Equity and Diversity in the NIH Intramural Research Program
BY MICHAEL GOTTESMAN, DDIR, AND GISELA STORZ, CHAIR, NIH EQUITY COMMITTEE
How can equity and diversity in the NIH intramural research program continue to be improved? The NIH Equity Committee, established in November 2017, is helping to address this question and has come up with several recommendations.
Read about discoveries made by NIH intramural researchers: how a protein uses filaments to bridge broken DNA; how workplace exposure to chemotherapy drugs is associated with an increased risk of miscarriage and genetic toxicity; the benefits of flavonoids; controlling cervical cancer; new chemogenetics technology for modulating brain function; the important role that rest may play in learning; and making progress toward Epstein-Barr virus vaccine.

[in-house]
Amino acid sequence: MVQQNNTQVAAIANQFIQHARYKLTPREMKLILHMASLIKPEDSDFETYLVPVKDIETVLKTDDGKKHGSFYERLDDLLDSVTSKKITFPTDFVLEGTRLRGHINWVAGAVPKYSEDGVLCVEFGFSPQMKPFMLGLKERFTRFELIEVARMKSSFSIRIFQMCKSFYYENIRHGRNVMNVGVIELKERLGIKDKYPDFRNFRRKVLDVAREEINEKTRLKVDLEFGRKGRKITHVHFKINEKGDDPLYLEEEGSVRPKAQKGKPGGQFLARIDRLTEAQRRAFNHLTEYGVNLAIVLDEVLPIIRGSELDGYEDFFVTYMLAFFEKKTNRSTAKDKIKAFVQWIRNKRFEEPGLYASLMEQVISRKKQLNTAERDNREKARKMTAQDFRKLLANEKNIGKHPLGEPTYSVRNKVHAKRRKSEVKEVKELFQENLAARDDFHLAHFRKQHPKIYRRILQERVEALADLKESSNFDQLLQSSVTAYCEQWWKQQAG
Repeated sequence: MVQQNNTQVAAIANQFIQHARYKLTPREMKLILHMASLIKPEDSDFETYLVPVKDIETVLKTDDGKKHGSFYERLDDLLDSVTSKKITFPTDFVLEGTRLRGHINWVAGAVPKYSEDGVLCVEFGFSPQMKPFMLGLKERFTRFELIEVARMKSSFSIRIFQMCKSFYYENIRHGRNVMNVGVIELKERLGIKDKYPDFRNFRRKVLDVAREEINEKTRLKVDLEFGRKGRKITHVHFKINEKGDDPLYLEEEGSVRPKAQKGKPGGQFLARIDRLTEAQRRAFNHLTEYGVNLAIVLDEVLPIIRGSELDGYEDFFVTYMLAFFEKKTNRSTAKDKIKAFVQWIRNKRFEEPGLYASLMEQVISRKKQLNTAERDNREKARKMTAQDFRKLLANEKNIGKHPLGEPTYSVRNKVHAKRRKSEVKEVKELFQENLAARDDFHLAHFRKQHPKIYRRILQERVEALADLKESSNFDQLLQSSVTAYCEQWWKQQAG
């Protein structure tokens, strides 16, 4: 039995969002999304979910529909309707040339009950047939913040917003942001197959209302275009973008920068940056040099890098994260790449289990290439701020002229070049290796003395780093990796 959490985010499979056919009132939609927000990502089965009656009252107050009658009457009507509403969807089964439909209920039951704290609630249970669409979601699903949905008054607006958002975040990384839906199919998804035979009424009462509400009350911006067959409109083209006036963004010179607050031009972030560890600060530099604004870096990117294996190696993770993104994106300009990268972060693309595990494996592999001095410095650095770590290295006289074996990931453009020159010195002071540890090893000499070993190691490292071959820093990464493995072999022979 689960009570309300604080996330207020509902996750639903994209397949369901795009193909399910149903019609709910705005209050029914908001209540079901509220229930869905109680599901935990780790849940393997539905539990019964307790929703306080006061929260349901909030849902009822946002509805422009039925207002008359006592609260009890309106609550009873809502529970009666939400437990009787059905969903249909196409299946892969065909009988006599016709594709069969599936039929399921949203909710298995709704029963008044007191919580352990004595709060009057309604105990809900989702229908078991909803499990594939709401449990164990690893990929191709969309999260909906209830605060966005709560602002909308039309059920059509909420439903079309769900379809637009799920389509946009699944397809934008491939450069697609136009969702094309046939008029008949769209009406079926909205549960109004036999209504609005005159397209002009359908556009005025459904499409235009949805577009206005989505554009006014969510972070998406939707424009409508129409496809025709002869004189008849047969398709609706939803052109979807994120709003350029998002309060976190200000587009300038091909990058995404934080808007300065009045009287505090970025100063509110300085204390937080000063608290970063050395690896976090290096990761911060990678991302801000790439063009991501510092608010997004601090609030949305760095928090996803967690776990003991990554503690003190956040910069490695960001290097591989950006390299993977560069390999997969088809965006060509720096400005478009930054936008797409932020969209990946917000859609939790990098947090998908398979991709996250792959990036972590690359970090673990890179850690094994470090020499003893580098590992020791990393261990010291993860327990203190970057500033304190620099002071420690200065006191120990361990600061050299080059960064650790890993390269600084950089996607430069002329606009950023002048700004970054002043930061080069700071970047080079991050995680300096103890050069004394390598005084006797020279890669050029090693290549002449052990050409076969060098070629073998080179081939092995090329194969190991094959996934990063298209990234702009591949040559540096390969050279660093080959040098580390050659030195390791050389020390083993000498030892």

Fellows can now get peer-to-peer training on the latest scientific topics and techniques. Since 2017, Ruth Chia (then a research fellow and now a staff scientist) and Adamantios Mamais (visiting fellow) at the National Institute on Aging have been organizing seminars in which fellows teach fellows topics ranging from managing big data to conducting machine learning in genetics.
The world’s most powerful MRI scanner was delivered to NIH in March and installed in the NIH Clinical Center (Building 10). The 11.7-Tesla magnet, weighing 51 tons, was built in Italy, journeyed across the ocean by cargo ship to Baltimore, and then transported by tractor-trailer truck to NIH.